City guide Santiago
- Sunday 1 April 2001
The first thing to hit you about Santiago will probably be the car behind. The Chileans subscribe to the Mediterranean theory that the accelerator and the brake pedals only work when jammed on full, though their own brand of Americaness means they are likely to be driving a Dodge or Chevrolet pick-up as opposed to a little Seat or Fiat. When you make it to your hotel the obligatory and complementary pisco sour will probably be quite welcome. Santiago is home to nearly half of Chile's 14 million population and distances are big, so you may have to trust yourself to another taxi driver. It's just as well they don't expect tips. There is an efficient metro system with three lines – one, two and five (they ran out of money for three and four) – or the other way around the city is on one of the 10,000 buses. Mind you, trying to work out the route can be tricky as stops are few and far between and most Santiago dwellers seem just to flag the buses down at the side of the road.
Wine tourism brings travellers flocking here, and many of Chile's vineyards are not far from Santiago. Indeed, since it was founded in 1865, one winery, Cousiño Macul, has been engulfed by the expanding city, although this does make it easy to get to. Plans are underway to build a new winery on the other side of the city, but the old estate, winery and gardens will remain, along with a patch of old vines. Guided tours of the cellars and winery take place daily from Monday to Saturday at 11am and could be your only chance to see rauli (native Chilean wood used for casks) in action. There is a tasting at the end costing US$2, and a shop too. To get deeper into wine country you have to go a little further afield. One of the best geared-up areas for touring is Colchagua,
The initial temptation in any city is to set off for the main square, and in Santiago this is as good a place as any to start. Downtown, many of the bars are 'zincs' in the old-fashioned style, serving passable lomo vetado (supposedly sirloin steak, but often indescriminate), riñones al jerez (kidneys in sherry) and substantial sandwiches such as carne mechado (thinly sliced beef). This is traditional Chilean food, especially when topped with green beans and plenty of palta (avocado). Wine tends to come in big bottles and gets topped up with coca cola, so maybe a cold beer (Escudo or Cristal are good) is a safer bet. It's not all sandwiches, though. A new generation of moneyed Santiago folk are becoming more interested in good food and wine and a stack of new restaurants has opened up to cater for them. The best areas to head for are Las Condes, around Avenida el Bosque and Bellavista, and on and off Pio Nono.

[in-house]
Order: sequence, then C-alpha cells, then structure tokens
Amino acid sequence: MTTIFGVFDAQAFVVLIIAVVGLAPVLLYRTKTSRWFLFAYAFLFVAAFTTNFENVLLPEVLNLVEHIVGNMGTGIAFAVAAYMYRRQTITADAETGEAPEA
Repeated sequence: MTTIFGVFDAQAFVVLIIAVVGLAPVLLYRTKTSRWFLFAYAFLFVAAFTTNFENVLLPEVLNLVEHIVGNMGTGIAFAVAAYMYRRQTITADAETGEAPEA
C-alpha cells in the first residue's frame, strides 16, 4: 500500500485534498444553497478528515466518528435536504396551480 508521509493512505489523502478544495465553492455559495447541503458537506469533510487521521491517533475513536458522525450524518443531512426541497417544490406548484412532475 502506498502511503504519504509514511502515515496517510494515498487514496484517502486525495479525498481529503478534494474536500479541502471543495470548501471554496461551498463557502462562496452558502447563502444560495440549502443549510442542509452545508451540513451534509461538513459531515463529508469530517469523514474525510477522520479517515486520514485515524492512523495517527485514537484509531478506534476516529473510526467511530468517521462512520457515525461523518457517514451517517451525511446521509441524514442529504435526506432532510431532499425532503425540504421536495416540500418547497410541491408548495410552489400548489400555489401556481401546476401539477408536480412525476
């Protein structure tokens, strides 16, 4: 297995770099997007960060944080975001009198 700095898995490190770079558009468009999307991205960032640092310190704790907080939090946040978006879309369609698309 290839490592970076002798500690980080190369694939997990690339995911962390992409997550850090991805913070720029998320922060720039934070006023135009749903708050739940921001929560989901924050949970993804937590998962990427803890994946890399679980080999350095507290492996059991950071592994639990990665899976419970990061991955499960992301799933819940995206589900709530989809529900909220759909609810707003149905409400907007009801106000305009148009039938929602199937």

Las Condes is the well-heeled part of town, although the real money is still moving further and further out, into the Andean foothills. Here you get the wide, tree-lined avenues and big but elegant apartment blocks, plus a fair sprinkling of four- and five-star hotels. Avenida el Bosque, lined with restaurants and pubs, is the place to go to eat and drink. There is much here in the traditional, seafood and grill-centric style, but there are also other cuisines vying for attention. Gernika has a Basque theme, but some Chilean fare, such as machas a la pamesana (clams topped with Parmesan cheese) is on the menu, and main courses include the highly recommendable, but unfinishable pernil (shin of pork). The wine list covers a lot of ground, from basic wines from upwards of £3 to top-end Chileans at £70+, although there is little by the glass. Gernika, Avenida El Bosque Norte 0227. Tel: +56 2329 954. Not far away is La Maison de France. As the name suggests, this is a French restaurant with a fairly fixed menu but also a number of specials, depending on what took the chef's fancy at the market that morning. The wine list is Chilean, again, with a few smaller and lesser known producers such as Casa Rivas.
La Maison de France, San Crescente 451, Las Condes Tel: +56 2 233 7988.
Bellavista is the antidote to the Las Condes towers. It's the old Latin quater of Santiago and has low, brightly painted buildings. The main drag, Pio Nono, is packed with bars, restaurants and clubs, all spilling out onto the street.
The best treat for wine hunters is just around the corner at the Sommelier restaurant. It's decked out like a very big, airy cellar and the wine list is as close as you can get to encyclopaedic. It features wines from every major Chilean producer – a good mix of standard and premium offerings – with prices from about £4 upwards. All, staggeringly, are offered by the glass, including a selection of Chilean sparkling wines. The menu is modern Chilean/European and includes excellent ceviche (seabass marinated in lemon juice) – this does tend to murder most wines, though. Sommelier, Dardignac 0163, Providencia, Tel/Fax: +56 2 732 5548.